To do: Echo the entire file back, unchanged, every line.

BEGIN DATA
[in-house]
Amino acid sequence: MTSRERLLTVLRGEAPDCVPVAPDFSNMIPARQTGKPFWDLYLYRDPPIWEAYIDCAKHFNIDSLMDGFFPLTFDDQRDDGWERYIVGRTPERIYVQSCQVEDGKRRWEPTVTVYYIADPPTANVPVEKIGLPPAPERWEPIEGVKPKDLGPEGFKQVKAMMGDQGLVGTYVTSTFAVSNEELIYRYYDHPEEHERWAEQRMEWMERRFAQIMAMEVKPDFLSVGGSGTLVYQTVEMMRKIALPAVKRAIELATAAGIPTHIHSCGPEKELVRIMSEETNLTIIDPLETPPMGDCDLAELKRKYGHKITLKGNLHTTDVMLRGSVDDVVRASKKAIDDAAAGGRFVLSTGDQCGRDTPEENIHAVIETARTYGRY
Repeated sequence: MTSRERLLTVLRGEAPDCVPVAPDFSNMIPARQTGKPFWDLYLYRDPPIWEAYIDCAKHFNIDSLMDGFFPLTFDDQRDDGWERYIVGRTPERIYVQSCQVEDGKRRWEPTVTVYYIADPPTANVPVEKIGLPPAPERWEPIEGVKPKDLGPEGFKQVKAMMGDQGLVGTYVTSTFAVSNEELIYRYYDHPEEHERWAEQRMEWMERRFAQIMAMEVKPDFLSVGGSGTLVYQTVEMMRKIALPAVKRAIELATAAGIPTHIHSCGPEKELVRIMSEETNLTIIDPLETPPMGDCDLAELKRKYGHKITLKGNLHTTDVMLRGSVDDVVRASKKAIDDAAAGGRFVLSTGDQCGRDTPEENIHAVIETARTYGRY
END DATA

[in-house]
Amino acid sequence: MTSRERLLTVLRGEAPDCVPVAPDFSNMIPARQTGKPFWDLYLYRDPPIWEAYIDCAKHFNIDSLMDGFFPLTFDDQRDDGWERYIVGRTPERIYVQSCQVEDGKRRWEPTVTVYYIADPPTANVPVEKIGLPPAPERWEPIEGVKPKDLGPEGFKQVKAMMGDQGLVGTYVTSTFAVSNEELIYRYYDHPEEHERWAEQRMEWMERRFAQIMAMEVKPDFLSVGGSGTLVYQTVEMMRKIALPAVKRAIELATAAGIPTHIHSCGPEKELVRIMSEETNLTIIDPLETPPMGDCDLAELKRKYGHKITLKGNLHTTDVMLRGSVDDVVRASKKAIDDAAAGGRFVLSTGDQCGRDTPEENIHAVIETARTYGRY
Repeated sequence: MTSRERLLTVLRGEAPDCVPVAPDFSNMIPARQTGKPFWDLYLYRDPPIWEAYIDCAKHFNIDSLMDGFFPLTFDDQRDDGWERYIVGRTPERIYVQSCQVEDGKRRWEPTVTVYYIADPPTANVPVEKIGLPPAPERWEPIEGVKPKDLGPEGFKQVKAMMGDQGLVGTYVTSTFAVSNEELIYRYYDHPEEHERWAEQRMEWMERRFAQIMAMEVKPDFLSVGGSGTLVYQTVEMMRKIALPAVKRAIELATAAGIPTHIHSCGPEKELVRIMSEETNLTIIDPLETPPMGDCDLAELKRKYGHKITLKGNLHTTDVMLRGSVDDVVRASKKAIDDAAAGGRFVLSTGDQCGRDTPEENIHAVIETARTYGRY